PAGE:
A much discussed Catholic Synod of Bishop, convened to address the issues and concerns of the new evangelization, took place in Rome between October 7–28. This synod was not, in and of itself, a hot item in the global news cycle. One reason is because few of the initiatives that will come from this dialogue will lead to political and social changes that most people care about. For me the exact opposite is the case.

John L. Allen, Jr., a keen observer of the Vatican, summarized this synod at the mid-way point (October 17) by writing the following on the National Catholic Reporter web site (October 19):

The Synod of Bishops on the new evangelization reached its halfway point Wednesday, with the “report after the discussion” by Cardinal Donald Wuerl of Washington, D.C., who’s serving as the relator, or general secretary. If nothing else, one has to give Wuerl credit for brevity — these reports are often sprawling, but he managed to summarize the discussion to date in a crisp 4,000 words.

The purpose of the relatio post disceptationem is to guide the small working groups that will now begin to suggest propositions, not to anticipate their results. Nevertheless, looking at how Wuerl framed the issues, it seems clear what some of the synod’s big-picture conclusions are likely to be:

  • A strong accent on the laity as the front-line carriers of the new evangelization.
  • Small Christian communities, sometimes called “base communities,” as a valuable pastoral model. (Wuerl described them as “living centers of evangelization.”)
  • A push for more effective catechesis, perhaps including an office of “catechist” as a formally recognized ministry.
  • The notion that new evangelization should be carried out in an ecumenical key. (If the aim is principally to reach out to lapsed Catholics, then it’s not about fishing in somebody else’s pond — and today, many synod participants said, all Christian denominations find themselves facing the same struggles in regards to secularism.)
  • A call for more effective use of social communications and digital media.
  • Spiritual renewal, including strengthened sacramental practice and personal conversion.
  • Stressing the church’s social justice teaching and its works of charity as a valuable aid to evangelization — as Wuerl put it, they are “a sign for others to recognize the presence of God working in our world.”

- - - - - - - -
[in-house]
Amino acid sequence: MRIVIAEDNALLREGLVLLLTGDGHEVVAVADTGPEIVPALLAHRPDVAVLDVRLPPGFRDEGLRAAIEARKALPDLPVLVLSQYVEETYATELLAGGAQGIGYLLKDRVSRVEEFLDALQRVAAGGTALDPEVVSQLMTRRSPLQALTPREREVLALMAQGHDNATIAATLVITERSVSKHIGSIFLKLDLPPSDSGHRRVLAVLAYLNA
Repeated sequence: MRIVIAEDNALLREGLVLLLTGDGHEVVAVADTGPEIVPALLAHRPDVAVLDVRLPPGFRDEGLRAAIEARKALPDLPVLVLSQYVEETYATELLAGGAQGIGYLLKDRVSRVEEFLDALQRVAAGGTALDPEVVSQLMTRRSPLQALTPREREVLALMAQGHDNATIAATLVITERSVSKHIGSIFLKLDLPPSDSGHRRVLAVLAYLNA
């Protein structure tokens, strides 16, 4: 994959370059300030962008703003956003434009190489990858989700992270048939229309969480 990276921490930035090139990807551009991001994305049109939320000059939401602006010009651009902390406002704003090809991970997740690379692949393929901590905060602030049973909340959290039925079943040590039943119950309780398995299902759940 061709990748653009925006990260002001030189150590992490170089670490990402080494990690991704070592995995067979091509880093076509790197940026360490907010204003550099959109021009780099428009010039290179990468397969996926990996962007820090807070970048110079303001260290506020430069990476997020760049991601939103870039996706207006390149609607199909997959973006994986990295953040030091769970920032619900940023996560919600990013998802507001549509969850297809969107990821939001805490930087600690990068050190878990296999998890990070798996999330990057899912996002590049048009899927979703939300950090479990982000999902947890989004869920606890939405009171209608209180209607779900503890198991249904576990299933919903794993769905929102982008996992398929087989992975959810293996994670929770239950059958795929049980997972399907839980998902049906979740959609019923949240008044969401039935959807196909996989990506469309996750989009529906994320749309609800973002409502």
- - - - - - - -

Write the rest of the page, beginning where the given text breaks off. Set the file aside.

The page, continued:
• Strong emphasis on both the family and the parish as the ordinary venues in which most people meet the faith and grow in it, and therefore as privileged settings for new evangelization.

What Allen did not report, and what profoundly interests me, is the interchanges and input given to this synod by Protestant evangelical voices who were invited as special guests. This reality is, in terms of missional-ecumenism, a significant step forward by the Catholic Church. It portends of much greater blessings as the church, all of it, realizes John 17:21 and enters into gospel evangelism around the planet. Below is one visitor’s address given to the delegates. This one was given by the president of the American Bible Society, Dr. Lamar Vest. (I have the distinct privilege of serving on the board of the historic Chicago Bible Society, a long-time sister organization to the American Bible Society.) Dr. Vest said:

This is a wonderful moment to be celebrated. Today the American Bible Society, the global Fellowship of United Bible Societies and the Roman Catholic Church are well joined. Working side-by-side, we have made important strides – new Bible translations, new programs of biblical investigation and global renewal for the practice of Lectio Divina. Together, we have produced 10 languages for Missio Metropolis evangelization events, held in 10 major European cities. Together, we have embraced the central and fully animating roles of God’s Word for renewed mission in the world.

Our hopes, our prayers and our desires are to join with you in a rediscovery of the heart of evangelization: the experience of Christian faith – the encounter with Jesus Christ, God the Father’s Gospel to humanity – which transforms us. That mission lies at the heart of the Bible Society cause.

My prayer for you and for us in this fresh season is new boldness and new listening – evangelization inviting new methods and new means. But this remains ever the same: the transmission of faith rooted in an encounter with Christ by means of Sacred Scripture and under the guidance of the Holy Spirit. At the deepest level of our commitment to the Christian faith, we all agree that the Word of God is the foundation of our common work – the witnessing for Christ in our world.

This I also know: as much as our world changes, the big, sweeping narrative of the Bible remains our largest hope and aspiration. It is here that the powerful exhortation of your last Synod continues to resound with me as I recall the declaration of Pope Benedict XVI, that any “personal and communal relationship with God depends on our growing familiarity with the word of God” (VD 124).

May the Lord, the Source of All Life, grant us all the grace of being His faithful messengers.

Thank you.

You can see Dr. Vest’s further reflections, beyond what is quoted above, on a brief Vatican video. This insightful video should thrill you if you love Christ’s mission.

It is interesting to think about how we got from the “fearful” past to the present openness to one another as Catholics and evangelicals. There should be no question that the key figure on the evangelical side is Billy Graham.

My prayer for this synod, and the response that will prayerfully follow, is for a “new boldness and

[a] new listening.” This call to the new evangelization really does call for what Dr. Vest sees as “new methods and new means.” This is at the very core of the ACT 3 vision. It is what I call missional-ecumenism. I will continue my response to this important synod tomorrow.

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